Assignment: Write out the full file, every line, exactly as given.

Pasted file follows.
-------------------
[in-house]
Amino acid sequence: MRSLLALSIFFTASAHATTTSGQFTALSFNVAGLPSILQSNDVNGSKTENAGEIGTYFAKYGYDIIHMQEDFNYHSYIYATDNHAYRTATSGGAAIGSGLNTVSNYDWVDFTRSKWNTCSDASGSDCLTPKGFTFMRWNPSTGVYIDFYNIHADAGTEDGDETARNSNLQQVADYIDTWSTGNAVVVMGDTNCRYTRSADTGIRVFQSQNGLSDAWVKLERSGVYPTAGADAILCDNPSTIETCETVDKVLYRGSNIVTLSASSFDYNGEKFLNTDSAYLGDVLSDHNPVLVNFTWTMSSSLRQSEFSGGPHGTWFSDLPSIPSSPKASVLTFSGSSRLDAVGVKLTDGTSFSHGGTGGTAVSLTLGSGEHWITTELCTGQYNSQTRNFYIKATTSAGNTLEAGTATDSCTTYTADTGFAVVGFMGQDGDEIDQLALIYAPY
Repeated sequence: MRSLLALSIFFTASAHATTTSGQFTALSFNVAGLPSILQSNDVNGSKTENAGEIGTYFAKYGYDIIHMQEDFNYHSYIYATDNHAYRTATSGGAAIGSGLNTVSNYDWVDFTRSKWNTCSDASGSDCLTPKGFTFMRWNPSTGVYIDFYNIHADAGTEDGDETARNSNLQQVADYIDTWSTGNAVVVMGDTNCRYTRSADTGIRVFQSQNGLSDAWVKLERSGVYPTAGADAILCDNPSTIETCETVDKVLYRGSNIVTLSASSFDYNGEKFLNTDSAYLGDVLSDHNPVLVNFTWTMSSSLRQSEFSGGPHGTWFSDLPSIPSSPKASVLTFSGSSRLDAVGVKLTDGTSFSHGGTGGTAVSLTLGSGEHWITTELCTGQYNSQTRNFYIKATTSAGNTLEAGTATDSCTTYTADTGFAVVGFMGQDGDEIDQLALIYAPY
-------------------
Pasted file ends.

[in-house]
Amino acid sequence: MRSLLALSIFFTASAHATTTSGQFTALSFNVAGLPSILQSNDVNGSKTENAGEIGTYFAKYGYDIIHMQEDFNYHSYIYATDNHAYRTATSGGAAIGSGLNTVSNYDWVDFTRSKWNTCSDASGSDCLTPKGFTFMRWNPSTGVYIDFYNIHADAGTEDGDETARNSNLQQVADYIDTWSTGNAVVVMGDTNCRYTRSADTGIRVFQSQNGLSDAWVKLERSGVYPTAGADAILCDNPSTIETCETVDKVLYRGSNIVTLSASSFDYNGEKFLNTDSAYLGDVLSDHNPVLVNFTWTMSSSLRQSEFSGGPHGTWFSDLPSIPSSPKASVLTFSGSSRLDAVGVKLTDGTSFSHGGTGGTAVSLTLGSGEHWITTELCTGQYNSQTRNFYIKATTSAGNTLEAGTATDSCTTYTADTGFAVVGFMGQDGDEIDQLALIYAPY
Repeated sequence: MRSLLALSIFFTASAHATTTSGQFTALSFNVAGLPSILQSNDVNGSKTENAGEIGTYFAKYGYDIIHMQEDFNYHSYIYATDNHAYRTATSGGAAIGSGLNTVSNYDWVDFTRSKWNTCSDASGSDCLTPKGFTFMRWNPSTGVYIDFYNIHADAGTEDGDETARNSNLQQVADYIDTWSTGNAVVVMGDTNCRYTRSADTGIRVFQSQNGLSDAWVKLERSGVYPTAGADAILCDNPSTIETCETVDKVLYRGSNIVTLSASSFDYNGEKFLNTDSAYLGDVLSDHNPVLVNFTWTMSSSLRQSEFSGGPHGTWFSDLPSIPSSPKASVLTFSGSSRLDAVGVKLTDGTSFSHGGTGGTAVSLTLGSGEHWITTELCTGQYNSQTRNFYIKATTSAGNTLEAGTATDSCTTYTADTGFAVVGFMGQDGDEIDQLALIYAPY